Tag Archives: baby

Major Brand Must Pay $72 Million for Cancer Death Linked to Talcum Powder

This sad case is an example of a chronic exposure (exposed to something over a long span of time) and how it can be detrimental to health.  Many ingredients are not harmful in small doses (acute exposure) but if they accumulate in the body they can cause harm.  The claims against Johnson & Johnson are worrisome and bring to the forefront (again) deceptive practices companies use to benefit their sales–something that has been seen in other consumer product industries. 

Copyright Reuters

Johnson & Johnson was ordered by a Missouri state jury to pay $72 million of damages to the family of a woman whose death from ovarian cancer was linked to her use of the company’s talc-based Baby Powder and Shower to Shower for several decades.

In a verdict announced late Monday night, jurors in the circuit court of St. Louis awarded the family of Jacqueline Fox $10 million of actual damages and $62 million of punitive damages, according to the family’s lawyers and court records.

The verdict is the first by a U.S. jury to award damages over the claims, the lawyers said.

Johnson & Johnson faces claims that it, in an effort to boost sales, failed for decades to warn consumers that its talc-based products could cause cancer. About 1,000 cases have been filed in Missouri state court, and another 200 in New Jersey.

Fox, who lived in Birmingham, Alabama, claimed she used Baby Powder and Shower to Shower for feminine hygiene for more than 35 years before being diagnosed three years ago with ovarian cancer. She died in October at age 62.

Jurors found Johnson & Johnson liable for fraud, negligence and conspiracy, the family’s lawyers said. Deliberations lasted four hours, following a three-week trial.

Jere Beasley, a lawyer for Fox’s family, said Johnson & Johnson “knew as far back as the 1980s of the risk,” and yet resorted to “lying to the public, lying to the regulatory agencies.” He spoke on a conference call with journalists.

Carol Goodrich, a Johnson & Johnson spokeswoman, said: “We have no higher responsibility than the health and safety of consumers, and we are disappointed with the outcome of the trial. We sympathize with the plaintiff’s family but firmly believe the safety of cosmetic talc is supported by decades of scientific evidence.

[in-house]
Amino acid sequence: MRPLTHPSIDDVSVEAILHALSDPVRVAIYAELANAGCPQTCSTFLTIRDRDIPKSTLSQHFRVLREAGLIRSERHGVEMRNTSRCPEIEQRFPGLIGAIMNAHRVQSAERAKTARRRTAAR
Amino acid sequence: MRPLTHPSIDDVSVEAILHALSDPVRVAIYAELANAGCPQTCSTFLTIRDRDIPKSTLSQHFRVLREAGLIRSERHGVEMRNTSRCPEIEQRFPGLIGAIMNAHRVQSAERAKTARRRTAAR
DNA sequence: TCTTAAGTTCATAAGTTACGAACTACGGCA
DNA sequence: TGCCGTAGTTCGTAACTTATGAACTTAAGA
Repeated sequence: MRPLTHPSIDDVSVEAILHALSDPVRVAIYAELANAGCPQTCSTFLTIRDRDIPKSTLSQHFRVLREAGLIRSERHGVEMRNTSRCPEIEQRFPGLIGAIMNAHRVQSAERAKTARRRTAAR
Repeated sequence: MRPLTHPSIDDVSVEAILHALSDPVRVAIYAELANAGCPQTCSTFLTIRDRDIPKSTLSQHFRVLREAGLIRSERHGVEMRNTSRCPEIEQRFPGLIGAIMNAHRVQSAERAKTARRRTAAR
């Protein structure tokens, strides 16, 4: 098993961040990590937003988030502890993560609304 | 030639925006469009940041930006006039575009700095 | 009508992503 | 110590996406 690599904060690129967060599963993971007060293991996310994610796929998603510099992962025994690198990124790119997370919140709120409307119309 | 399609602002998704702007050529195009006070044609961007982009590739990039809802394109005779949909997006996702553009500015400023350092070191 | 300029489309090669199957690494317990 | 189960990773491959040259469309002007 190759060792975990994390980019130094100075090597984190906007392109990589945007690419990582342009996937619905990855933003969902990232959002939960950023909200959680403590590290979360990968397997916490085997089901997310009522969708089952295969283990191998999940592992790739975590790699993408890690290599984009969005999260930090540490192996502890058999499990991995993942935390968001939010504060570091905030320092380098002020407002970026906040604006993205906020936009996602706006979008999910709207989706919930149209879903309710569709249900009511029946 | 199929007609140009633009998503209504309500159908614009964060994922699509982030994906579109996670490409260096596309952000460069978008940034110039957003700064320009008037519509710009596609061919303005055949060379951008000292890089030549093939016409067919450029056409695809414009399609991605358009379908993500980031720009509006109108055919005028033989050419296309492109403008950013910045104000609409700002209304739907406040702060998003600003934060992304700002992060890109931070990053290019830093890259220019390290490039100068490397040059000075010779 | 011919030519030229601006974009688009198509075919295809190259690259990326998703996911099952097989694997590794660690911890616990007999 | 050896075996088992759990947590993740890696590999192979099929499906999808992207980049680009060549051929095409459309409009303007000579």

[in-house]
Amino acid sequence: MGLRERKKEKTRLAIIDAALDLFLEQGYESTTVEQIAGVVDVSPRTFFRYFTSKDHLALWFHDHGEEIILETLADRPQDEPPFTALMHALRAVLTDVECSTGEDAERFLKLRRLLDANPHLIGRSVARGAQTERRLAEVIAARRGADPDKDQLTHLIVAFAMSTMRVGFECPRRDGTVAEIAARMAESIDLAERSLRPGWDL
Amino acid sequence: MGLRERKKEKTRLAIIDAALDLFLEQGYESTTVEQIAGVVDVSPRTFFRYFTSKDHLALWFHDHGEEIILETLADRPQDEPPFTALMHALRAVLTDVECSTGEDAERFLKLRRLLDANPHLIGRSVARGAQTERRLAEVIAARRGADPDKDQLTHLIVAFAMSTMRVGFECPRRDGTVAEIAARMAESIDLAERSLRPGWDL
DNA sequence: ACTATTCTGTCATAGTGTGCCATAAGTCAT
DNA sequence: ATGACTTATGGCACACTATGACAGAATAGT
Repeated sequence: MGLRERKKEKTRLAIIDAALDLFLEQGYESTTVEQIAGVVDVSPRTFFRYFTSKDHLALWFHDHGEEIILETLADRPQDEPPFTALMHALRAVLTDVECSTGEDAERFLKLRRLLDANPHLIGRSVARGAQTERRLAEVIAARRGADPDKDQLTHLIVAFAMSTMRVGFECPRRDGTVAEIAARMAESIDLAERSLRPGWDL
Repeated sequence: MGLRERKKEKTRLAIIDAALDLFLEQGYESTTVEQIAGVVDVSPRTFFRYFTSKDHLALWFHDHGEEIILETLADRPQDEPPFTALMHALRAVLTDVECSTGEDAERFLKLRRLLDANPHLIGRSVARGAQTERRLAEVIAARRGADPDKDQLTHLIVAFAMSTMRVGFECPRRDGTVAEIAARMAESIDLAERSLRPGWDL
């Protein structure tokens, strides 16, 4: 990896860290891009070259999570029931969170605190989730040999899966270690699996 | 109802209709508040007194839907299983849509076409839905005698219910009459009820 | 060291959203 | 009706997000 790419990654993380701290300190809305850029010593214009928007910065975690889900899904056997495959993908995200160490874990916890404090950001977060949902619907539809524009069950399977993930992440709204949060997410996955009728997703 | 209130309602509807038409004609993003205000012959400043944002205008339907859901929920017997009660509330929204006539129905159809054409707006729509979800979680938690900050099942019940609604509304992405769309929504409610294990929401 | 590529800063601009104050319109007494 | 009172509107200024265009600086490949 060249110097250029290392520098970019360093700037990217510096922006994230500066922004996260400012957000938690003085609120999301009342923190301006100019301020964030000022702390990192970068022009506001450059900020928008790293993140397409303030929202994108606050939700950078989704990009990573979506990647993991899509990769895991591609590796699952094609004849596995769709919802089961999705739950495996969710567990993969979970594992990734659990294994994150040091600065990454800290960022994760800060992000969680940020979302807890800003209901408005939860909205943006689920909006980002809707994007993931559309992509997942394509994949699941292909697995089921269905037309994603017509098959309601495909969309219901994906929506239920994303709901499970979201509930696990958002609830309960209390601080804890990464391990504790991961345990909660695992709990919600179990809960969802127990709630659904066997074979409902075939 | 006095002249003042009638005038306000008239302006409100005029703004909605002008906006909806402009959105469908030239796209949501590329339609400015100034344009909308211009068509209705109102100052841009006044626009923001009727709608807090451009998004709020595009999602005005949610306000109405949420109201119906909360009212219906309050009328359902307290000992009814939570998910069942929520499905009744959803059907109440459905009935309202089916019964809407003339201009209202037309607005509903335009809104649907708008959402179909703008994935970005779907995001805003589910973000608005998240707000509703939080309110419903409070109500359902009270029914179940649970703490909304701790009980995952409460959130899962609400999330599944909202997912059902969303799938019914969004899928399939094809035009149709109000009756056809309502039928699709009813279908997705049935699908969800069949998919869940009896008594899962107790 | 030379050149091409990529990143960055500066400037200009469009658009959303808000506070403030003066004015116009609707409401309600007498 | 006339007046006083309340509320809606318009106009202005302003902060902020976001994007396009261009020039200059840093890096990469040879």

Trials in several other talc lawsuits have been set for later this year, according to Danielle Mason, who also represented Fox’s family at trial.

In October 2013, a federal jury in Sioux Falls, South Dakota found that plaintiff Deane Berg’s use of Johnson & Johnson’s body powder products was a factor in her developing ovarian cancer. Nevertheless, it awarded no damages, court records show.

Valeant Pharmaceuticals International Inc now owns the Shower to Shower brand but was not a defendant in the Fox case.

The case is Hogans et al v. Johnson & Johnson et al, Circuit Court of the City of St. Louis, Missouri, No. 1422-CC09012.

(Reporting by Jonathan Stempel in New York. Additional reporting by Jessica Dye in New York; editing by Steve Orlofsky and Alan Crosby)

via Reuters http://news.yahoo.com/j-j-must-pay-72-million-cancer-death-154301727–finance.html;_ylt=AwrC0CZlGdZWpgkAzmzQtDMD;_ylu=X3oDMTByaWg0YW05BGNvbG8DYmYxBHBvcwM4BHZ0aWQDBHNlYwNzcg–

 

 

How to Read Cosmetic Ingredient Labels XXVIII

Baby, Baby, Baby.  They are often the most sensitive to the chemicals contained in cosmetics, therefore it is important to use the upmost caution when picking out bath and body products for an infant.  This product caught your eye because it is made by a brand you have used in the past, but they have introduced a ‘natural’ line that is free of all of the harmful chemicals their regular formula contains.  Whew, relief! Or is it?  Remember, I am teaching you Label Poise–how to walk the walk, talk the talk, and buy products that meet YOUR standards, whether natural, organic, or safe enough.  For instructions on Label Poise visit our Label Poise page.